If you know about other Live Web developments, list them below. Here’s the key: They can’t depend on any one company’s server or services. That is, the user — you — have to be the driver, and to be independent. This is not to say there can’t be dependencies. It is to say that we need to build out the Web that David Weinberger describes in Small Pieces. As Dave Winer says in The Internet is for Revolution, think decentralization.

Time to start living. Not just submitting.

This morning, while freezing my way down 8th Avenue to Piccolo on 40th to pick up a couple of cappuccinos, I paused outside the to admire its stark modern lobby as delivered the latest storm news from Los Angeles through my phone’s earbuds. In the midst of reports of fallen rocks, traffic accidents and fears of mudslides, KNX said an actor had been seriously injured during last night’s latest preview performance of Spider-Man, on Broadway, three short blocks from my very ass.

This wasn’t the show’s first injury. In fact, the show had already earned “Troubled” as its adjectival first name.

So, after I got back to our hotel room, we brought up the Times’ website on our iPad (the paper’s own application crashes) and read Actor Injured in Fall During ‘Spider-Man’ Performance, by reporters Dave Itzkoff and Hamilton Boardman. Also contributing to the story were —

  • actress Natalie Mendoza, “who plays the spider-goddess Arachne” and “wrote on her Twitter feed: ‘Please pray with me for my friend Chris, my superhero who quietly inspires me everyday with his spirit. A light in my heart went dim tonight.’” The story adds, “She appeared to be referring to her fellow cast member Christopher Tierney, who is an aerialist and ensemble member in the musical. Bellevue Hospital Center confirmed that on Monday night it had received a patient by that name.”
  • Steven Tartick, an audience member. “‘You heard screams,’ Mr. Tartick said. ‘You heard a woman screaming and sobbing.’
  • An unnamed “New York Times reader” who shot a video of the accident, which ran along with the story. (That’s my own screenshot on the right.)
  • Audience members Scott Smith and Matthew Smith
  • Brian Lynch, an audience member who “described the scene at the Foxwoods Theater on his Twitter feed, writing: ‘Stopped short near end. Someone took nasty fall. Screaming. 911 called. No idea what happened, kicked audience out.’ He added: ‘No joke. No explanation. MJ and Spidey took what seemed to be a planned fall into the stage pit. Then we heard MJ screaming.’”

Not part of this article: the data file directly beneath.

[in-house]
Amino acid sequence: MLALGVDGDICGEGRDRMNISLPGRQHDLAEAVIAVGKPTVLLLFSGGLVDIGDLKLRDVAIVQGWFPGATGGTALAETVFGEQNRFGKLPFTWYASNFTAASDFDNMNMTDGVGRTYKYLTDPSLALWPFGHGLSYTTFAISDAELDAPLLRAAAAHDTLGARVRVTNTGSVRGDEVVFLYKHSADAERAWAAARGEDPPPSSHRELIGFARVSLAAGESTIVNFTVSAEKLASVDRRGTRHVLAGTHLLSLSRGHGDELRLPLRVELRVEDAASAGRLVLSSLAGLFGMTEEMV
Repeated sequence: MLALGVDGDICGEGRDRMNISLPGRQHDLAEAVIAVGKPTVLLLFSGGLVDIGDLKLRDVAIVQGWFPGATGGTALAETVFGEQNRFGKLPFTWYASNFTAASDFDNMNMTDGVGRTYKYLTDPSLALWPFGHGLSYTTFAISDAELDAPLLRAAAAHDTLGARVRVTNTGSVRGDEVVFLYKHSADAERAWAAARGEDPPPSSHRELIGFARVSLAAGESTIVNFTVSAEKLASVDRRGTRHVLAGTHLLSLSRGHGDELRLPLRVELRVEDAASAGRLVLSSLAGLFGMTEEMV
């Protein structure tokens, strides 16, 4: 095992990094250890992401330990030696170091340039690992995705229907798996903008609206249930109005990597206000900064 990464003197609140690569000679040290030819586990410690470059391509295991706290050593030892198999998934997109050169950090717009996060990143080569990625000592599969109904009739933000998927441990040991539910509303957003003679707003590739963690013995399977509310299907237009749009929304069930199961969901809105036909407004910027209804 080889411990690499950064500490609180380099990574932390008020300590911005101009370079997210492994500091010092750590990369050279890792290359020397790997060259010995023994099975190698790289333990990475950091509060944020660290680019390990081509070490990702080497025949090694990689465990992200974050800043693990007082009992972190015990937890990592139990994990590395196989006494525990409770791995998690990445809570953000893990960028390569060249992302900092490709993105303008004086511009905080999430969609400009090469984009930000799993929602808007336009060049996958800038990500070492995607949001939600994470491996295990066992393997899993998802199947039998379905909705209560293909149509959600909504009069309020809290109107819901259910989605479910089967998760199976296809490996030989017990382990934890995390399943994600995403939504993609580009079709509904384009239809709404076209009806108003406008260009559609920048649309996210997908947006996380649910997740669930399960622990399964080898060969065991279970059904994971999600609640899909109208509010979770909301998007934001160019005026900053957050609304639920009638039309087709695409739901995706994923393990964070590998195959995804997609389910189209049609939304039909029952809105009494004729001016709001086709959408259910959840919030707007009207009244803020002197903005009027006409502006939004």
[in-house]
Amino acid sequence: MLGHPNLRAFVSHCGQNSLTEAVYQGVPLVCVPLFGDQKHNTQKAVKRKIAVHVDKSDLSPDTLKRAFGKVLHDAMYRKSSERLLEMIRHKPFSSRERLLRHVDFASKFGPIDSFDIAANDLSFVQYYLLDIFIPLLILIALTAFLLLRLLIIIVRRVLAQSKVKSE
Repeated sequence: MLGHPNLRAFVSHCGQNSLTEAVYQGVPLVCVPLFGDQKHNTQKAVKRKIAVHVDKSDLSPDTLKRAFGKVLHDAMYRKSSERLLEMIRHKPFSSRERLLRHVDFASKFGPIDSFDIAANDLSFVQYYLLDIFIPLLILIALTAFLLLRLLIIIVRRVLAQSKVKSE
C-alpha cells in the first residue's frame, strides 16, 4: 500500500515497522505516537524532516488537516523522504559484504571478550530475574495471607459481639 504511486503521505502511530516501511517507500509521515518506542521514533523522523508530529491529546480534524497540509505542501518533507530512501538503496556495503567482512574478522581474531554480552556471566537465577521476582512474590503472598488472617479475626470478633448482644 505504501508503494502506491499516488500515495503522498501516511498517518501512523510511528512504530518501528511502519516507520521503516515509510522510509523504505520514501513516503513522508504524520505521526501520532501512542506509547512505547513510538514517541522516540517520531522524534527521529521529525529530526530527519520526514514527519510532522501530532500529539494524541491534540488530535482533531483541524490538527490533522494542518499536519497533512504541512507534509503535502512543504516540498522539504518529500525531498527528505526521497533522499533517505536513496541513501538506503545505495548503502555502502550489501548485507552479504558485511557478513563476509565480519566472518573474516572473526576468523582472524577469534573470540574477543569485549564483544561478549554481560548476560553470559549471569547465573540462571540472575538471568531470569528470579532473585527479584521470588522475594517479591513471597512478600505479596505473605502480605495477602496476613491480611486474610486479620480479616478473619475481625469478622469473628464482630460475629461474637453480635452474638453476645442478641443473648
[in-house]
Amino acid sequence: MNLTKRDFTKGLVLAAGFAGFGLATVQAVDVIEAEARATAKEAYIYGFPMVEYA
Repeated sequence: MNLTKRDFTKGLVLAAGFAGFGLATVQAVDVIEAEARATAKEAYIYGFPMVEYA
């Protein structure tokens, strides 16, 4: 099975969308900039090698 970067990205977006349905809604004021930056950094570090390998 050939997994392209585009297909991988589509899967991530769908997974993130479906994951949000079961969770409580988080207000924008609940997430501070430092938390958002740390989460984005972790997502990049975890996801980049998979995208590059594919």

• Eyewitness Christine Bord, who “described events outside the theater in a blog post on her Web site, onlocationvacations.com, and “In a telephone interview,” said “two ambulances and a fire truck were already waiting outside the theater when most audience members exited. The actor was quickly brought out on a stretcher, wrapped in protective gear and wearing a neck brace. He acknowledged the crowd which clapped for him before an ambulance took him away.”
  • A New York Times reader who supplied a photo “showing a ‘Spider-Man’ actor being transported to an ambulance outside the Foxwoods Theater.”

The story concludes,

The “Spider-Man” musical has faced several setbacks during its preview period, with one of its actresses suffering a concussion and two actors who were injured by a sling-shot technique meant to propel them across the stage. On Friday it was announced that “Spider-Man” was delaying its official opening by four weeks to Feb. 7 so that creative changes could be made to the show.

A press representative for “Spider-Man” said in an email message: “An actor sustained an injury at tonight’s performance of ‘Spider-Man: Turn Off the Dark.’ He fell several feet from a platform approximately seven minutes before the end of the performance, and the show was stopped. All signs were good as he was taken to the hospital for observation. We will have more news shortly.”

The comments are a snarky icing on the story’s cake, some calling to mind the late and very great Mystery Science Theory 3000:

“Will a vending machine be selling insurance if the audience cares to purchase any?”"There is a reason why this stuff is done with CGI.”

“Didn’t I just read this story?”

“Not so amazing now, are you, Spidey?”

“Dude, this show is getting better all the time! I gotta get me a ticket before it gets shut down.”

“Whoever gave the video to the Times should be commended. That is one brutal fall. If the actor’s neck isn’t broken he’s lucky. We all understand that in today’s world the investments of a group of millionaires in a Broadway show are more important than actors lives but it’s time for the grownups to step in and shut this nonsense down. Look, of course it is sad when someone is injured, but this is the price you have to pay if you want to create great theater. Everyone knows that great theater is about launching people across stages using slingshots. It is what Ibsen did, it is what Shakespeare did, it is what made Sondheim famous. To all the haters posting here, how do you expect to be enlightened at the theater if you can’t see shows that launch actors into the air using slingshots? Mark my words, in one hundred years High School’s will require their students to read Hamlet and to construct slingshots with which to launch each other. That obviously justifies these injuries.”